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There’s no denying the fact
that weed culture in America is changing with the advent of legalization. It
would be impossible for it to remain static, given the shifting realities at
play in the cannabis world: the big money investors swooping in, the illicit
market veterans stifling under new constraints and the new consumers brought to
the table for the first time. To quote David Bowie,
“ch-ch-ch-ch-changes.” 

But reminders of the
space cannabis used to occupy in our cultural consciousness still pop up all
the time — both through anti-cannabis stigma rearing its ugly head and the occasional
flashes of nostalgia. 

This week’s pot culture
news is chock full of these kinds of throwbacks: the good, the bad and the
goofy. Let’s take a trip down memory lane. 

The Good: Blazing
AriZona

AriZona Iced Tea is the rare consumer good that seems to cost exactly as much as it should — a cent shy of one dollar for a sugary tallboy, or a few bucks more for a plastic bottle or a gallon jug. It comes in dozens of flavors that all manage to taste pretty much the same. Whoever “Arnold Palmer” is, he’s done something fantastic with lemonade. 

The brand conjures up
memories of aimless teenage wandering, summer days and covertly smoked bowls
between babysitting jobs. What drink pairs better with a midsy suburban buzz
than the AriZona’s saccharine thrift? 

And now, the Arizona
Beverage Company has made official overtures to its stoney fanbase with the announcement
that they will be “selling marijuana-infused gummies and drinks” in partnership
with a Colorado-based cannabis brand. 

Unfortunately, there’s the devastating caveat that this whole thing could be a doomed attempt to bolster falling iced tea sales, according to the Wall Street Journal. 

The company has yet to release specifics, but keep an eye out for this addition to the cannabis beverage market, if only for sentimental value. 

The Bad: Ohio Politician
Blames Marijuana for Gun Violence

On Aug. 4, Ohio state
representative Candice Keller caught heat on Facebook for a post she made in
the wake of the mass shooting in Dayton, Ohio. 

In it, the Republican
representative blames America’s gun violence epidemic on a variety of factors,
including video games, drag queens, Obama and “the acceptance of recreational
marijuana.”

In the wake of her… colorful commentary, Keller has faced pressure to resign, although it seems unlikely she’ll be forced to do so. According to the Dayton Daily News, Keller has a history of inflammatory opinions: she mocked the teenage school shooting survivors from Parkland, Florida in front of a crowd of guns rights activists in 2018, and decried the removal of Confederate monuments in 2017 in another Facebook post.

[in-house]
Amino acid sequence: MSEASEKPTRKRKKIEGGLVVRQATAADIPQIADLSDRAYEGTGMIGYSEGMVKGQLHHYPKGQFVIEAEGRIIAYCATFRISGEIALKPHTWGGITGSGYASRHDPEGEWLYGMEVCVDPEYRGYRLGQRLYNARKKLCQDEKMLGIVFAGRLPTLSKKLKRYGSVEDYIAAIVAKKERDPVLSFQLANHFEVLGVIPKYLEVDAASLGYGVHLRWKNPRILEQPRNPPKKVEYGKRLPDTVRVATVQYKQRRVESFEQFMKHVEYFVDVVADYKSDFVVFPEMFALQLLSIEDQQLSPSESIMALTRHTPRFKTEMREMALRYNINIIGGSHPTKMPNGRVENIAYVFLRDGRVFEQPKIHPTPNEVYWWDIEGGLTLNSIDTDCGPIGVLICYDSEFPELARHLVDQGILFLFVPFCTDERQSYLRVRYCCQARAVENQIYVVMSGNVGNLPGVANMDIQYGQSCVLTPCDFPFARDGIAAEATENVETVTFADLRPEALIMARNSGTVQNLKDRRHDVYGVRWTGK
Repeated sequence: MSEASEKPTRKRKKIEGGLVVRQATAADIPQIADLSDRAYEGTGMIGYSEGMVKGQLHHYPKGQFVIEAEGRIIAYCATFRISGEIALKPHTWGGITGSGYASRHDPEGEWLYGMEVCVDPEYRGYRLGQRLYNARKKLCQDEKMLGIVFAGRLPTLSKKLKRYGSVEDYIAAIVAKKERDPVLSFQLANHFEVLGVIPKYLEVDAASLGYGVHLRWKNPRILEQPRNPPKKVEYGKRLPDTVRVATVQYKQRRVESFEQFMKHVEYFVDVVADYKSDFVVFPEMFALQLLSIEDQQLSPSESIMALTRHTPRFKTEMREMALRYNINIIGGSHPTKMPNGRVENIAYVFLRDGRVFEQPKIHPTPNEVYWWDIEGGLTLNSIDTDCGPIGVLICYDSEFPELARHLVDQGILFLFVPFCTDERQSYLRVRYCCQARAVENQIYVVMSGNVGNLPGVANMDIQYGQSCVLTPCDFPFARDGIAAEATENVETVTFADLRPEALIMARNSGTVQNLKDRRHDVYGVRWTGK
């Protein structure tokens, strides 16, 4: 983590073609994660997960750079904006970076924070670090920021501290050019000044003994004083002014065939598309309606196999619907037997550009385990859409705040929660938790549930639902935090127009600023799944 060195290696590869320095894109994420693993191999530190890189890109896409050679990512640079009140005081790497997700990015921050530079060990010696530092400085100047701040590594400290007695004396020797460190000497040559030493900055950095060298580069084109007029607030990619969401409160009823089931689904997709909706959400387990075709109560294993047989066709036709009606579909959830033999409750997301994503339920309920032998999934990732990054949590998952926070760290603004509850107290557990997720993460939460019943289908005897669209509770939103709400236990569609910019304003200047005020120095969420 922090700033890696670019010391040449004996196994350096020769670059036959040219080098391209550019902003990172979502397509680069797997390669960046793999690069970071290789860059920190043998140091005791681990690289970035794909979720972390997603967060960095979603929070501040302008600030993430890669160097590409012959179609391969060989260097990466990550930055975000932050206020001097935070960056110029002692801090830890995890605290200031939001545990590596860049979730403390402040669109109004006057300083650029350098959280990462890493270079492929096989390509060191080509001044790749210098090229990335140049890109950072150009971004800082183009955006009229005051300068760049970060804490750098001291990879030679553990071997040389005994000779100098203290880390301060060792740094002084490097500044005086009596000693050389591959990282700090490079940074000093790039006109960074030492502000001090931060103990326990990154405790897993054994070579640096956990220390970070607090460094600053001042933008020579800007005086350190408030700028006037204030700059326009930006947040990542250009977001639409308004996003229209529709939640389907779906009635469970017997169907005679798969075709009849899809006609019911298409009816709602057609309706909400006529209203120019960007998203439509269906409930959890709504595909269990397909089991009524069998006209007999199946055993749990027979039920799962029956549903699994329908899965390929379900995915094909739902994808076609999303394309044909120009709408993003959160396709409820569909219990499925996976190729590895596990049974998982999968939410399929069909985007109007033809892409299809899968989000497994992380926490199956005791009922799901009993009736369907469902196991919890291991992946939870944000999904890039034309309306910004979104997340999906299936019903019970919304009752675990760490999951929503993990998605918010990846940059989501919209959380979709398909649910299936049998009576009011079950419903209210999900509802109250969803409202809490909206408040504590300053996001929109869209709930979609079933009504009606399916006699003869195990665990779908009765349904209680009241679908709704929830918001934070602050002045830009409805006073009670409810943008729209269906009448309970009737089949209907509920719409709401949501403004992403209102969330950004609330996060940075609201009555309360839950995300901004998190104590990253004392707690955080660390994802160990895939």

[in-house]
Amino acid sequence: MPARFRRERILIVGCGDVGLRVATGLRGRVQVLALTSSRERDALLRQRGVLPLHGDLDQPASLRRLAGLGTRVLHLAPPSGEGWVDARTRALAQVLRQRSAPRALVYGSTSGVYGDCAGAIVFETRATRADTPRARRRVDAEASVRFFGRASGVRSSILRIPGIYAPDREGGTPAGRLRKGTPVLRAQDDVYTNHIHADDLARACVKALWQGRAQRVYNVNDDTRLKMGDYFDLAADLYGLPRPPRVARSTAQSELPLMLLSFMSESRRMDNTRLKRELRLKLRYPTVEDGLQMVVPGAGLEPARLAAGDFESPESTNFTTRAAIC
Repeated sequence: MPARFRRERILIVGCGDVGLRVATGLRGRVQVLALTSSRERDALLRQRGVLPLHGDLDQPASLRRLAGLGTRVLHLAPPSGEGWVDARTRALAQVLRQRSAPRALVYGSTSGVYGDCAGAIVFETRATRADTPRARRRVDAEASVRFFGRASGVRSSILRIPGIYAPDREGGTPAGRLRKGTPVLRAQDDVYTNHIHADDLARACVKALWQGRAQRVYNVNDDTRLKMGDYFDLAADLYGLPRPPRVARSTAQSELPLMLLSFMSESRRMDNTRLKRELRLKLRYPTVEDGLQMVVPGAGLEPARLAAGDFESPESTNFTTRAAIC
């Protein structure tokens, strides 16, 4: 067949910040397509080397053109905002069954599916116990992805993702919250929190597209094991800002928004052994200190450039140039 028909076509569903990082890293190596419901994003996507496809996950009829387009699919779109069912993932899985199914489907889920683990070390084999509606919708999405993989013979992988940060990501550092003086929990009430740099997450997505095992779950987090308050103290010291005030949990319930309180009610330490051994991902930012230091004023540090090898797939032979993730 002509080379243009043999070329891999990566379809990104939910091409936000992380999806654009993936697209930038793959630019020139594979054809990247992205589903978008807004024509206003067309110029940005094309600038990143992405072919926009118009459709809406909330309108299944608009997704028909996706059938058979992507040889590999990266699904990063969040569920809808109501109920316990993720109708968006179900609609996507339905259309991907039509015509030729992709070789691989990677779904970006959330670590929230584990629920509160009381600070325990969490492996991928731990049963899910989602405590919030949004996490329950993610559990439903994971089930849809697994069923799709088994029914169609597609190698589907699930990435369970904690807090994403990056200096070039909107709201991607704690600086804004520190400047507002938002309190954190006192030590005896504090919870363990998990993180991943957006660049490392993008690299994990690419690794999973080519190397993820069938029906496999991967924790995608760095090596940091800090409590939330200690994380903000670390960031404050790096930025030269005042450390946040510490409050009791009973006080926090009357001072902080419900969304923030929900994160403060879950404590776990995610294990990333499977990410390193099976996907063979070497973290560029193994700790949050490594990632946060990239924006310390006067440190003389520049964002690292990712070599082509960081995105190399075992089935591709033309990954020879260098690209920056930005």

The good news: It looks
like very few people are taking her ideas seriously, the data doesn’t support
her claims — and she has since deleted the post.

The Goofy: Billy Ray
Cyrus’s ‘Old Town Road’ Reveal

If you’re even remotely
in tune with The Culture, you’ve definitely heard viral mastermind Lil Nas X’s
“Old Town Road.” You’ve also probably heard at least one of the “Old Town Road”
remixes, even if it’s just because they were playing it in Rite Aid. 

But whether you have
every twangy, tongue-in-cheek bar memorized or you’re the person begging your
friends to surrender the aux and drop the novelty rap, you probably didn’t
expect to learn that a cheeky weed reference was scrubbed from Billy Ray
Cyrus’s verse on “Old Town Road (Remix).”

In an interview with
music outlet Taste of Country, Cyrus revealed his harrowing censorship
experience as follows: “For some reason, I
immediately thought it was funny to say, ‘Baby’s got a habit: diamond rings and
marijuana.’ See, it is funny. They said, ‘Everything but the marijuana.’ [His
co-writer] said, ‘How about Fendi sports bra?’ I thought, ‘It’s probably good
because I don’t know what that is.’ Boom, that kinda happened, we rolled with
it in minutes.”

First of all: “Baby’s got a habit: diamond rings and marijuana” is a line that would have changed Instagram bios around the world. Second of all, it’s striking how antiquated this edit feels. Is it not 2019? Artists can’t say “marijuana” on the radio? 

For his part, Cyrus doesn’t seem particularly upset. Why would he be: the song is his highest-charting single ever, sitting at the top of the Billboard Hot 100 for seventeen weeks. Yeehaw. 

TELL US, would you drink cannabis-infused AriZona iced tea?

Cannabis

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